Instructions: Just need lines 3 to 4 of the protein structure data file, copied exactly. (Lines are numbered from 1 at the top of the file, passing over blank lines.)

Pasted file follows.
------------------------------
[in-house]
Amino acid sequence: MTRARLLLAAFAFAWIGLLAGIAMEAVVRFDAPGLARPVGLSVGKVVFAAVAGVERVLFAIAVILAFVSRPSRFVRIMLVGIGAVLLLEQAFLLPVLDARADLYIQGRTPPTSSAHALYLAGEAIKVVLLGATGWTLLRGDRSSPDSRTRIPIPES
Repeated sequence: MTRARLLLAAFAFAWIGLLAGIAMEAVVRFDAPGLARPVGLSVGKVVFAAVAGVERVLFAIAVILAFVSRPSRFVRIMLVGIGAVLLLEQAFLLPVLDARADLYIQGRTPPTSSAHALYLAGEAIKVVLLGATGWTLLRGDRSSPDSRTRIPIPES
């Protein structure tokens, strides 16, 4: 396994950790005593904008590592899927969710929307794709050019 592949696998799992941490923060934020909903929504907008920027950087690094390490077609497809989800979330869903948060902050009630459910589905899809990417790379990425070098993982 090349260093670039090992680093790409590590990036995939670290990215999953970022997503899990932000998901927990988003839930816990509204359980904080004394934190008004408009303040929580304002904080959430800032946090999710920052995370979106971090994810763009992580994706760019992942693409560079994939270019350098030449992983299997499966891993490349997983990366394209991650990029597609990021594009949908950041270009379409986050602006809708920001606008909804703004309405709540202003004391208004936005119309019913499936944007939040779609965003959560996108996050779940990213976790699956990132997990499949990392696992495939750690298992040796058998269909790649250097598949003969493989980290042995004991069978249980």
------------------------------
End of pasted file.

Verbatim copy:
Repeated sequence: MTRARLLLAAFAFAWIGLLAGIAMEAVVRFDAPGLARPVGLSVGKVVFAAVAGVERVLFAIAVILAFVSRPSRFVRIMLVGIGAVLLLEQAFLLPVLDARADLYIQGRTPPTSSAHALYLAGEAIKVVLLGATGWTLLRGDRSSPDSRTRIPIPES
């Protein structure tokens, strides 16, 4: 396994950790005593904008590592899927969710929307794709050019 592949696998799992941490923060934020909903929504907008920027950087690094390490077609497809989800979330869903948060902050009630459910589905899809990417790379990425070098993982 090349260093670039090992680093790409590590990036995939670290990215999953970022997503899990932000998901927990988003839930816990509204359980904080004394934190008004408009303040929580304002904080959430800032946090999710920052995370979106971090994810763009992580994706760019992942693409560079994939270019350098030449992983299997499966891993490349997983990366394209991650990029597609990021594009949908950041270009379409986050602006809708920001606008909804703004309405709540202003004391208004936005119309019913499936944007939040779609965003959560996108996050779940990213976790699956990132997990499949990392696992495939750690298992040796058998269909790649250097598949003969493989980290042995004991069978249980």